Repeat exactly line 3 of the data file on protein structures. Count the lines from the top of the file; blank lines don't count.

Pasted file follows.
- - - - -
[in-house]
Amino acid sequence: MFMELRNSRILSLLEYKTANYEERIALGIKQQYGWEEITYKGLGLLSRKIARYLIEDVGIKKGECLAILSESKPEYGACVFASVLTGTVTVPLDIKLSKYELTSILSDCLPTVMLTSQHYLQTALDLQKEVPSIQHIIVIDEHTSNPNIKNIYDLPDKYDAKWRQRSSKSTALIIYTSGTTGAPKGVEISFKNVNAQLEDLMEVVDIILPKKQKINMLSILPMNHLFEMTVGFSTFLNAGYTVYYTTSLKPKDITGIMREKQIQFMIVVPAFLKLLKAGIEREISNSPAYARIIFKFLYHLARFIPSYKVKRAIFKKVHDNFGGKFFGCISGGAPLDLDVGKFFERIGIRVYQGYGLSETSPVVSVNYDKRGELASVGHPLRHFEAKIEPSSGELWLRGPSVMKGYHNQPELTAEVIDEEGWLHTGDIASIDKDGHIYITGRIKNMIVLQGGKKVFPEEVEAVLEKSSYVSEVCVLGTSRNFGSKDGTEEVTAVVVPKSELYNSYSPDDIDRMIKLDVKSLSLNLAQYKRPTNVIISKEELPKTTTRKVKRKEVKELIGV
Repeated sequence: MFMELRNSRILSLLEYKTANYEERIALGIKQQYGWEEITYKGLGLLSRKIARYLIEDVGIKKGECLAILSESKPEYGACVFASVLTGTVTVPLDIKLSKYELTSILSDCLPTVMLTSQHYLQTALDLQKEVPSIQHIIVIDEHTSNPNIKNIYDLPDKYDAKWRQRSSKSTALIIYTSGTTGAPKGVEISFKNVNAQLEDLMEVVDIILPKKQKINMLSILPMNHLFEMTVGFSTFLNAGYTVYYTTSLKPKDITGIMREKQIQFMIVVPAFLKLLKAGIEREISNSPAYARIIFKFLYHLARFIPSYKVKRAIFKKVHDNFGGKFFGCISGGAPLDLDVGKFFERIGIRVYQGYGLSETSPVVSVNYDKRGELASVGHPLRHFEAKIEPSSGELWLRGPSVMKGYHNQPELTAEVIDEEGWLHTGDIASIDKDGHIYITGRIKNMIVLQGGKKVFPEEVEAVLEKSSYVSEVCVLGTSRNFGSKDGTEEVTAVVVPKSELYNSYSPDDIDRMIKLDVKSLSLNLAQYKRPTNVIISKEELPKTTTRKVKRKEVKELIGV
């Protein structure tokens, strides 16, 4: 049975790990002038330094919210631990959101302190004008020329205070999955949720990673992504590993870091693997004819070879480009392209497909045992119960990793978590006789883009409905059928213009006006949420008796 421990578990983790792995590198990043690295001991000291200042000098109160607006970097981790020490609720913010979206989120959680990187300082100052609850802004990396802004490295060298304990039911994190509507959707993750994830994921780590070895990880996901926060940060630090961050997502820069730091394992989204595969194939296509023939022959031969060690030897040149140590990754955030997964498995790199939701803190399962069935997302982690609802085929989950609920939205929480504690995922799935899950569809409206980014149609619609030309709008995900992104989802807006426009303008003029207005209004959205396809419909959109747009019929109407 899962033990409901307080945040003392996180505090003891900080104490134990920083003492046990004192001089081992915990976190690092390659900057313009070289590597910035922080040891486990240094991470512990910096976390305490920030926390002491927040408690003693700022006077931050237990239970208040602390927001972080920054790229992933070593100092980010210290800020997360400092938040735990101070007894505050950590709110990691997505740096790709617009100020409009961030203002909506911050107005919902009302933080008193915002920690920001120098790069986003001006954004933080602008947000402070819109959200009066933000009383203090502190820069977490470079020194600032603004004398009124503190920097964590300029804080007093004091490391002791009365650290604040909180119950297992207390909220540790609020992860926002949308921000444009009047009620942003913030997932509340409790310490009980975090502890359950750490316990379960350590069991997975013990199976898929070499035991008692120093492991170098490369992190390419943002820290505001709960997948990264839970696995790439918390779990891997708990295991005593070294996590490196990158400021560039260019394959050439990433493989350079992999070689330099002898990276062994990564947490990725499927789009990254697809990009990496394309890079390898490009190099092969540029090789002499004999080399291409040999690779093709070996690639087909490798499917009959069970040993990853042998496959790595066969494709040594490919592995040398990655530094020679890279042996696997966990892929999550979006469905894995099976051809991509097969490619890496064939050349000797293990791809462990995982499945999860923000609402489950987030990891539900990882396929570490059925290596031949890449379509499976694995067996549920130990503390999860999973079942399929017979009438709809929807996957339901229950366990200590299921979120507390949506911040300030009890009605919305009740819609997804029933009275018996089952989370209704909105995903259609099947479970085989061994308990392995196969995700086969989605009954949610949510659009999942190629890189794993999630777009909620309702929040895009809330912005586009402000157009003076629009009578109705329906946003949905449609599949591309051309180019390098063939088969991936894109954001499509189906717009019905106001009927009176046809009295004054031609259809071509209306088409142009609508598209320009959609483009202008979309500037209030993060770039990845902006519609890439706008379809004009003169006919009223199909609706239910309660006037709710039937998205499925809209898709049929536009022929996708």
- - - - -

Repeated sequence: MFMELRNSRILSLLEYKTANYEERIALGIKQQYGWEEITYKGLGLLSRKIARYLIEDVGIKKGECLAILSESKPEYGACVFASVLTGTVTVPLDIKLSKYELTSILSDCLPTVMLTSQHYLQTALDLQKEVPSIQHIIVIDEHTSNPNIKNIYDLPDKYDAKWRQRSSKSTALIIYTSGTTGAPKGVEISFKNVNAQLEDLMEVVDIILPKKQKINMLSILPMNHLFEMTVGFSTFLNAGYTVYYTTSLKPKDITGIMREKQIQFMIVVPAFLKLLKAGIEREISNSPAYARIIFKFLYHLARFIPSYKVKRAIFKKVHDNFGGKFFGCISGGAPLDLDVGKFFERIGIRVYQGYGLSETSPVVSVNYDKRGELASVGHPLRHFEAKIEPSSGELWLRGPSVMKGYHNQPELTAEVIDEEGWLHTGDIASIDKDGHIYITGRIKNMIVLQGGKKVFPEEVEAVLEKSSYVSEVCVLGTSRNFGSKDGTEEVTAVVVPKSELYNSYSPDDIDRMIKLDVKSLSLNLAQYKRPTNVIISKEELPKTTTRKVKRKEVKELIGV